drankye Kai Zheng added a comment - I'm not sure why generating principals and keytabs seems to be viewed as a difficult activity. Yes generating principals and keytabs shouldn't be difficult in normal form, but would be difficult in a dynamic scheduled environment like YARN. We should also consider the distribution of the keytabs. Regarding this, perhaps developers from Slider project have the real feeling. Most if not nearly all large corporations already use kerberos in some form Quite agree, so this solution bases on Kerberos to support the token mechanism. We're not coming up something in line with Kerberos or the Kerberos Authentication Method in Hadoop, but enhance and extend them compatibly. My impression it's a misnomer to call this a pre-auth extension? It's not a hardening like the encrypted timestamp pre-auth, but instead is a complete substitute for a password/keytab. Doesn't this completely undermine kerberos? Well, let me update verbosely. Classically in RFC4120, Kerberos defined a preauth phase in KDC exchange to alleviate password attack, your mentioned timestamp preauth is right here. Note by employing the preauth, it also allowed to extend the Kerberos protocol and prove the identity of a principal otherwise than just password. In fact PKINIT(RFC4556) was defined to prove principal identity with x509 certificate. Then, FAST(RFC6113) defines a a generalized framework for better defining a preauth mechanism, and in this framework OTP(RFC6560) was defined, and token-preauth is being defined. OTP preauth allows to use a one time password, and token-preauth use a JWT token, to prove the identity instead of password. For end users (not service principal), in fact password or key won't be a must and can be purged at all. Note both AD and MIT Kerberos implemented FAST and PKINIT, so don't worry about it. token-preauth conforms to all these and won't undermine Kerberos. Will cross-realm authentication work? Do all KDCs in the trust have to use the custom plugin? Cross-realm trust works in Kerberos itself, and in practice MIT KDC trusting AD is deployed well. Like trusting another KDC, a KDC can trust a token issuer/authority. All the trusts can work together or by itself, but not get mixed together. So a MIT KDC can trust an AD for a set of users and a token authority for another set of users at the same time in a deployment, and the token-preauth plugin is only needed by the MIT KDC. how do tasks running in the cluster authenticate under the model? Do they continue to use the existing delegation tokens obtained via JWT/TGT during job submission I would think yes. The JWT token support is mainly for the initial authentication before accessing to Hadoop. I think delegation token works well internally to bypass some Kerberos constraint. Before we could push Kerberos to evolve to resolve such limits, nothing we can do for now. are they using the JWT tokens to obtain a TGT/TGS in the tasks? I think the latter? Great idea. Should this go so far I don't know. Maybe in the long future Hadoop can achieve to that, all tokens are unified into one (a standardized JWT token that works both internally and externally), but not for now I guess. Mention is made of an AD-TOKEN which I believe is a non-standard MS extension? Do you envision the JWT issuer containing the group mapping for all services? Yes token-preauth (with the new AD-TOKEN) is to be standardized. In this extension, JWT token MAY(not REQUIRE) contain groups and also other useful attributes. If it does, then such attribute(s) can be extracted and employed for authorization. If otherwise, no hurt at all and groups mapping can still fall back to original providers. something like certificates or private keys or shared secret to be involved - which would be an equal but different "pain to deploy"? Yes certificates or tokens may be involved, but can be done with less (not just different) pain. In YARN/Slider totally dynamically scheduled environment, think about how to prepare for the long time running service principals and keytabs to be scheduled to run in dynamic containers?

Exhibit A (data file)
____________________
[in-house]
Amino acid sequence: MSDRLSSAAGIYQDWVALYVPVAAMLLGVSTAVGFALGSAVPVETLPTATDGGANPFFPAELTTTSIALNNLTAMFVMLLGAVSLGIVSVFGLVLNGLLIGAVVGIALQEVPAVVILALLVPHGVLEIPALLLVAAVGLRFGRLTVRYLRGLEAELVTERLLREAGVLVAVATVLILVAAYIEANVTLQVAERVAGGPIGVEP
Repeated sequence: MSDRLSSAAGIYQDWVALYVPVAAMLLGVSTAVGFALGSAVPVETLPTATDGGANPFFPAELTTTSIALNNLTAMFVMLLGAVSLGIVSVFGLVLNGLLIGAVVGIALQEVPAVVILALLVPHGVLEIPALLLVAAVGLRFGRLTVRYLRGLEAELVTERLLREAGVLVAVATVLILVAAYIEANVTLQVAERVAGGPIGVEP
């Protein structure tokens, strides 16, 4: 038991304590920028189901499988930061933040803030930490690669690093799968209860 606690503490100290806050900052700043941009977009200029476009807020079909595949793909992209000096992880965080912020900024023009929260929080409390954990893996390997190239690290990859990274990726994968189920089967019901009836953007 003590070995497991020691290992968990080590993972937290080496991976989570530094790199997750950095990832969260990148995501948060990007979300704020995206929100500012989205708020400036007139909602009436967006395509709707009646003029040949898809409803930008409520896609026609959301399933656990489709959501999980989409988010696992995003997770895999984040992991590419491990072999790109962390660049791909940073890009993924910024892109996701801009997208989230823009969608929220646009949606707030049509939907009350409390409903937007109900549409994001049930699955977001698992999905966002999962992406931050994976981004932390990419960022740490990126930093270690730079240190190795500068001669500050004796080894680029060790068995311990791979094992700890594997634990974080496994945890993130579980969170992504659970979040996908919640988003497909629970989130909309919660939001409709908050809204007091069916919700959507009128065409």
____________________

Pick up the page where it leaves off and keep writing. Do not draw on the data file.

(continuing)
Hide
          daryn Daryn Sharp added a comment -